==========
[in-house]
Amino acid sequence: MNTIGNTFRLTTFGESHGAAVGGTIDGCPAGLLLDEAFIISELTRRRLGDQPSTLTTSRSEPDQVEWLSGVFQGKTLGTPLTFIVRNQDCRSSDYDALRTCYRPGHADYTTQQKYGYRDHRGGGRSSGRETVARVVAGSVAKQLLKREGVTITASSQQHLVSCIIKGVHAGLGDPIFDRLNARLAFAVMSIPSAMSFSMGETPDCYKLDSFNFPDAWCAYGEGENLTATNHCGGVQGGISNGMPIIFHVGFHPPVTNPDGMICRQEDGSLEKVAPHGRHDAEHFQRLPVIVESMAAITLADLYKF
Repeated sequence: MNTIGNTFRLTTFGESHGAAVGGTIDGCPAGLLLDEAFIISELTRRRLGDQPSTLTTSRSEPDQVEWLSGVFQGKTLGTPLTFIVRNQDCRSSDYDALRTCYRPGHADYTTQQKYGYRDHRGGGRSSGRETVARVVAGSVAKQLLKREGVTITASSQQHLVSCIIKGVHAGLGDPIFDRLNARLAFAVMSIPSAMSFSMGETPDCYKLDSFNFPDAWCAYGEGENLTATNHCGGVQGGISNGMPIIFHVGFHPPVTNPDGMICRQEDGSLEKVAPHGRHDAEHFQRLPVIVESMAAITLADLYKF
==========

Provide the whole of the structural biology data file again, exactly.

[in-house]
Amino acid sequence: MNTIGNTFRLTTFGESHGAAVGGTIDGCPAGLLLDEAFIISELTRRRLGDQPSTLTTSRSEPDQVEWLSGVFQGKTLGTPLTFIVRNQDCRSSDYDALRTCYRPGHADYTTQQKYGYRDHRGGGRSSGRETVARVVAGSVAKQLLKREGVTITASSQQHLVSCIIKGVHAGLGDPIFDRLNARLAFAVMSIPSAMSFSMGETPDCYKLDSFNFPDAWCAYGEGENLTATNHCGGVQGGISNGMPIIFHVGFHPPVTNPDGMICRQEDGSLEKVAPHGRHDAEHFQRLPVIVESMAAITLADLYKF
Repeated sequence: MNTIGNTFRLTTFGESHGAAVGGTIDGCPAGLLLDEAFIISELTRRRLGDQPSTLTTSRSEPDQVEWLSGVFQGKTLGTPLTFIVRNQDCRSSDYDALRTCYRPGHADYTTQQKYGYRDHRGGGRSSGRETVARVVAGSVAKQLLKREGVTITASSQQHLVSCIIKGVHAGLGDPIFDRLNARLAFAVMSIPSAMSFSMGETPDCYKLDSFNFPDAWCAYGEGENLTATNHCGGVQGGISNGMPIIFHVGFHPPVTNPDGMICRQEDGSLEKVAPHGRHDAEHFQRLPVIVESMAAITLADLYKF